Daily Work Happenings

If you’re a little curious…

My daily life at work can vary considerably from spending all day at meetings, visiting different compounds and clinics and writing reports, to simply sitting patiently at work for a few days waiting for funding options and greeting our drop-in clients.

The Shelter

shelter 1

              I have spoken more about the shelter in the past through the fundraiser that we completed which reached our full goal that we had set of $2000!! This money was amazing to work with and we were able to make it go a long way with the shelter. Some of the assistance that we were able to provide involved:

  • building a new fence
  • planting a vegetable garden
  • buying 70 chickens to be raised and sold for profit
  • painting the play room and outside of the house (including chalk board paint to draw on)
  • fixing and setting up swing sets and a slide
  • fixing kitchen cupboards
  • buying food, toys, games, blankets, and books!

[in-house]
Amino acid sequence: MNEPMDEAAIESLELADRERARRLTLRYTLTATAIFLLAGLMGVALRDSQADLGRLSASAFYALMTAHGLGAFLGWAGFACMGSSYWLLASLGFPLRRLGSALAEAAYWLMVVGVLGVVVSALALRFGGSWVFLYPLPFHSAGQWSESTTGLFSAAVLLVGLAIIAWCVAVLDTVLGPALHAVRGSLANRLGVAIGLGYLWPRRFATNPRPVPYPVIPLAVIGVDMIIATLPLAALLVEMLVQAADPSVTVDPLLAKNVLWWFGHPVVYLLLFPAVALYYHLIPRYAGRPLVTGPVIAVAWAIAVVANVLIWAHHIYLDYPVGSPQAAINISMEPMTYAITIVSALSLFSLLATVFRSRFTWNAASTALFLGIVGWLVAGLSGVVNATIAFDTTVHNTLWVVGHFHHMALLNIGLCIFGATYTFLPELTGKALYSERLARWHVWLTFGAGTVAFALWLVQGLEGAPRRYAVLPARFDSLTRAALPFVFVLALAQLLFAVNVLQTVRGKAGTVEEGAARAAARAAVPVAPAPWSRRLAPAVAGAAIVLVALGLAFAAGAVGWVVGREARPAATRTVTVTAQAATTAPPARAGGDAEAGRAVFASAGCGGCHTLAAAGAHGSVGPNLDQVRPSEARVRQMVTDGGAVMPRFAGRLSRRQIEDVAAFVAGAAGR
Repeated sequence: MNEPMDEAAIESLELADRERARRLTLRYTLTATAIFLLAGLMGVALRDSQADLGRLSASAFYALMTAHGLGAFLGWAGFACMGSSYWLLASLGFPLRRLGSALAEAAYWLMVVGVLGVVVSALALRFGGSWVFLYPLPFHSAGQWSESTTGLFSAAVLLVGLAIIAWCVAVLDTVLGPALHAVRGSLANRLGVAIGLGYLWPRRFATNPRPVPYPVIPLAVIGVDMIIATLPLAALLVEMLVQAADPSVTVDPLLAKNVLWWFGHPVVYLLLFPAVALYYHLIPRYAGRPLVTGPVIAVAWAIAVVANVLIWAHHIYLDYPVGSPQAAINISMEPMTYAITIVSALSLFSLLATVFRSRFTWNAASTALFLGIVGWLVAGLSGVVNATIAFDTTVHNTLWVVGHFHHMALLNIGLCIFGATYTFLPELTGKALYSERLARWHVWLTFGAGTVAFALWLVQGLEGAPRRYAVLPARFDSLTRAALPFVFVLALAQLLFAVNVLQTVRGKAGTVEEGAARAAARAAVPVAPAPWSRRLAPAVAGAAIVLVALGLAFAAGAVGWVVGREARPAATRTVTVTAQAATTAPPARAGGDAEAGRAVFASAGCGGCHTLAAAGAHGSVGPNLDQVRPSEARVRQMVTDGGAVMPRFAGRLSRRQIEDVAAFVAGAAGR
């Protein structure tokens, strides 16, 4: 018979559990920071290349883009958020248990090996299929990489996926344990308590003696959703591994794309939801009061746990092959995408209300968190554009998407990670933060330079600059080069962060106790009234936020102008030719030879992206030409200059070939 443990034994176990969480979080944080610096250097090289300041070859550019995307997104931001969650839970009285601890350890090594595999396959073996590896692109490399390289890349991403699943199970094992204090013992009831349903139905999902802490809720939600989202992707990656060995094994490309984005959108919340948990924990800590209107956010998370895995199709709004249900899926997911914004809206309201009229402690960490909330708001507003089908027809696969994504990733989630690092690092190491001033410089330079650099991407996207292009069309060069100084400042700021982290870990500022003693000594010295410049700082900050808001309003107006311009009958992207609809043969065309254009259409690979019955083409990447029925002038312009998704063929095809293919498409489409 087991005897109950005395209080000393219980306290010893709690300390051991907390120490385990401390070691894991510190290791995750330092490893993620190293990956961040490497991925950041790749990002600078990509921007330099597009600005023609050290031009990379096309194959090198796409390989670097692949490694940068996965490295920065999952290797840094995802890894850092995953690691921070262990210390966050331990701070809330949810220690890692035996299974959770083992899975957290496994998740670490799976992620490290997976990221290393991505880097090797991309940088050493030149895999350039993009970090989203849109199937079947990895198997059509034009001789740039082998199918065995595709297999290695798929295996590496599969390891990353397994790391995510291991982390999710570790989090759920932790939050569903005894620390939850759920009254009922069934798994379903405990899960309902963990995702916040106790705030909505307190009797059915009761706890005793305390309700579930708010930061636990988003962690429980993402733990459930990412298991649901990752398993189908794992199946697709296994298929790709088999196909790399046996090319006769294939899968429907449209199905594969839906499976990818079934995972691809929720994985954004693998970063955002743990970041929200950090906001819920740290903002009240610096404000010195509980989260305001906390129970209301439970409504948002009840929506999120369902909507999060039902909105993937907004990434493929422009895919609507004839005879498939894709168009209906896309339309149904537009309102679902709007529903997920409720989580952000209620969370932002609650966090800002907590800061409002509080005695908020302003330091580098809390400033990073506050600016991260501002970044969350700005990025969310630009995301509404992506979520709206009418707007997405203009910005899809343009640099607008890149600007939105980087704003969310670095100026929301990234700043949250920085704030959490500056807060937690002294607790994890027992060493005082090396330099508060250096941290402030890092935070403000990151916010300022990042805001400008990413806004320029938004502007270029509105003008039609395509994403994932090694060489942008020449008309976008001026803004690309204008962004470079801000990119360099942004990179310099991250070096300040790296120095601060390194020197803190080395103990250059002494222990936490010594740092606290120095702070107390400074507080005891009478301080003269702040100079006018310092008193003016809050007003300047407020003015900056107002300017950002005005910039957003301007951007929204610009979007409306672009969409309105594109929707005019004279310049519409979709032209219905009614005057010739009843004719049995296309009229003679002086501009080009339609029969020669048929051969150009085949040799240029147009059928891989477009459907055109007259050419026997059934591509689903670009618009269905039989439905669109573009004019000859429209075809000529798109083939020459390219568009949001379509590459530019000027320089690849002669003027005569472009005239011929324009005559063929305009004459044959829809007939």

2 3 4 5

I have greatly enjoyed my time with the shelter girls, children, and house mother and was able to spend time playing games, watching movies, colouring, dancing, singing, and lots and lots of skip rope. Another aspect of being involved with the shelter has also been attending the court cases for the girls and following up with the girls having a safe home for them to go to next.


Some of my favourite meetings that I have attended have included: sitting in on workshop trainings for 6women entering into political roles and giving them the confidence, education, and skills for pursuing these positions; education of the youth about the upcoming election in August; gender committee meetings; youth sexual health educat7ion; and our most recent week long training for peer ambassadors to go out to schools and educate their fellow peers about important topics such as family planning and health education. My most favourite thing about these meetings however, is when the members don’t have a contribution or have not done any work yet, they simply say “we will communicate”- totally using this back home.